• Lichfield Festival matinee Lichfield Guildhall  – 14th July 2018
  • Three Choirs Festival  – 29th July 2018
  • Oxford Contemporary Music  – 14th September 2018
  • Barbican Milton Court Concert Hall Schools Matinee – 12th October 2018
  • Barbican Milton Court Concrt Hall – LONDON PREMIERE – 12th October 2018
  • Canterbury Festival  Colyer -Fergusson Concert Hall  – 21st October 2018
  • Bath Spa University  – Michael Tippett Centre – 24th October 2018
  • Broadway Theatre (Letchworth)  – 4th November 2018
  • Cambridge Music Festival – 23rd November 2018




13 thoughts on “Hansel & Gretel On Stage

  1. What an exciting project, it looks to be a package of all your dreams and talents rolled into one! Well done Clive, you never cease to keep your imagination churning up new ideas. Glad you are working with equally talented people, it’s going to be a fantastic production by the looks of it. With much love from cold grey France, after a promise of Spring, winter has returned to beleager us all….. XxxxL

  2. My first thought was, ‘I’ll go to London to see it’ but then…CANTERBURY! That’s almost down the road.Huzzah!
    Love and huge excited hugs
    B xxx

  3. Congratulations on achieving the hat trick, with your news of the forthcoming stage production of ‘Hansel & Gretel’, Clive! And what a stellar cast of collaborators you have gathered around you; I am sure you will create something incredibly special in the company of this group of talented people.

    Seeing the heart-rending drawings of your two leading characters reminds me of Louise Murphy’s novel, ‘The True Story of Hansel & Gretel’, which is set in Poland towards the end of World War Two. Do you know the book? It takes place in The Bialowieza Forest, which is the last remaining primeval forest in lowland Europe, and is in a region where several of Hitler’s concentration camps were located. Hansel and Gretel are re-imagined as two Jewish children, fleeing from the Nazis, who are sent by their father to hide in the vast winter forest in a desperate bid to save their lives; 20% of Poland’s child population died in World War Two. Murphy’s re-imagining of the fairytale focuses on what the blind violence of war does to children and, in doing so, she completely transforms all the old archetypes of the story, so the wise witch Magda becomes Hansel and Gretel’s saviour. The book makes for a poignant and highly memorable read.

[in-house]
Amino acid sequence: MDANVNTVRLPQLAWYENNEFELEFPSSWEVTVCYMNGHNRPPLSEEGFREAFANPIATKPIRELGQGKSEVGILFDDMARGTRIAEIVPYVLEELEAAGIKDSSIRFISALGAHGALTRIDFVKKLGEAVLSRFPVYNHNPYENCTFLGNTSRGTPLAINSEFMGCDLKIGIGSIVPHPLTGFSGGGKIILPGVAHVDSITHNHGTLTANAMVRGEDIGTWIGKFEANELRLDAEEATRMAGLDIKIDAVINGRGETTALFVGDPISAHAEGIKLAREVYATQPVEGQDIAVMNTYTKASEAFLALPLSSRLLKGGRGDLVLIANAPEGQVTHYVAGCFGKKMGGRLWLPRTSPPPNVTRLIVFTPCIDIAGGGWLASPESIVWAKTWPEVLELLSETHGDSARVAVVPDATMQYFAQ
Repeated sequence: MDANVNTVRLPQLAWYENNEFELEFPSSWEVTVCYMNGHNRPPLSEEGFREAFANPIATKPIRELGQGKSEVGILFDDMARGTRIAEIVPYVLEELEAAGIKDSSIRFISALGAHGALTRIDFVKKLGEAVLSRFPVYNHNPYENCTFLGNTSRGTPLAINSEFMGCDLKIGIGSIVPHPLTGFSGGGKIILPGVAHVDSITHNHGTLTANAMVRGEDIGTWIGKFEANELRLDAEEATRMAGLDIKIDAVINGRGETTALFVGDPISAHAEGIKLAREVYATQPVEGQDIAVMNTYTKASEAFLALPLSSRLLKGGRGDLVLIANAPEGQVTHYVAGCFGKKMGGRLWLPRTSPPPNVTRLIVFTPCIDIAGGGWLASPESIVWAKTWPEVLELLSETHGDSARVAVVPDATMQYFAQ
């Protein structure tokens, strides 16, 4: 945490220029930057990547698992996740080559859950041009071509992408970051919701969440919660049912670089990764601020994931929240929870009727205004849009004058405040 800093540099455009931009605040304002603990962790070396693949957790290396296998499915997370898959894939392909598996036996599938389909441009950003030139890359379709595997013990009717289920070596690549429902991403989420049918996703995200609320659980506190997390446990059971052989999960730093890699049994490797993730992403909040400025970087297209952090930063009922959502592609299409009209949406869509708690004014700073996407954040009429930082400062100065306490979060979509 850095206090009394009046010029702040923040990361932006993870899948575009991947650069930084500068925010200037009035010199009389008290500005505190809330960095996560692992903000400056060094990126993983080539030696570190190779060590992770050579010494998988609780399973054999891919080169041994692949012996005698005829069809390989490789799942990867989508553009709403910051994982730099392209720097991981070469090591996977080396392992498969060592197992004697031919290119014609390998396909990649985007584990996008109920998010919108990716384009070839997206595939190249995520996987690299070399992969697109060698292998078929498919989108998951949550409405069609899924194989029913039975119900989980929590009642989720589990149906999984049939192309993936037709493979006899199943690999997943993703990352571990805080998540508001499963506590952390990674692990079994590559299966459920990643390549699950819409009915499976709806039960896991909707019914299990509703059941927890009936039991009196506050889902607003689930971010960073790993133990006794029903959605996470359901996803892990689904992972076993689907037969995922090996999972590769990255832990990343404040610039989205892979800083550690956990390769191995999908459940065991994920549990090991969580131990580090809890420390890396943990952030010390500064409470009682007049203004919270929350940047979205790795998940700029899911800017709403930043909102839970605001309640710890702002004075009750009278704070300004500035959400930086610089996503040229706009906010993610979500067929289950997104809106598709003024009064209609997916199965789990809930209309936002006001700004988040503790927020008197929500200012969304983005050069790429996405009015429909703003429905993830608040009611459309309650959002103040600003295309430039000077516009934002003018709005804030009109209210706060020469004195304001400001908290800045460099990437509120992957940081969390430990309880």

I must admit that I’m totally intrigued to discover how Simon Armitage, who we already know as an accomplished translator, adapter and dramatist, has chosen to interpret The Brothers Grimm for the third part of your ‘Hansel & Gretel’ trilogy. I shall look forward to finding out later this year!

  4. Woweee!!! I’m glad the veil of secrecy has finally been lifted (partially!)
    I knew you were working away on this, but keeping very quiet about it, only revealing the smallest of details, here and there.
    Visually it looks so different to your book….darker, more unsettling? (very different to what I was expecting, think I had the Sendak stage version lodged in my mind, should have known you would go darker though! 🙂 )
    Can’t wait to go and see it 🙂
    P.S. Are those ‘Forge’ trees in the first photo? (they are from our neck of the woods, Worthing. We have quite a large collection of Forge trees and mountains)

    • Hi Pete. Yes, it’s all been quite the labyrinthine route to this stage of the project, so I’ve been only able to reveal very little until now.

      The look of the piece all stems from Simon Armitage’s reinvention of the story. But yes, the visual aesthetic is quite dark. Well, you know me!

      You’re right about Forge. I wrote to them and placed a special order. Phil Copper then gessoed them to get the finish we wanted. They’re due to be broken down quite a bit. The building-blocks are from many sources, contemporary and vintage, and painted and patinated to get the ‘found’ quality we want for this.

  5. Looks wonderful Clive, it would be interesting to see if we could bring this to Manchester at some point, It might fit with a larger project I was talking about with Chris Glynn in Cardiff…

    • Hello Ian. Lovely to hear from you. If you’re thinking of that possibility, I’d urge you to speak very soon with the producer, Kate Romano. Click on her name near the top of the post and you’ll find a contact button in the information bar.

  6. This all sounds very exciting — and that you’ll be working with a crack team of artists. Looks as though you have a busy few months ahead!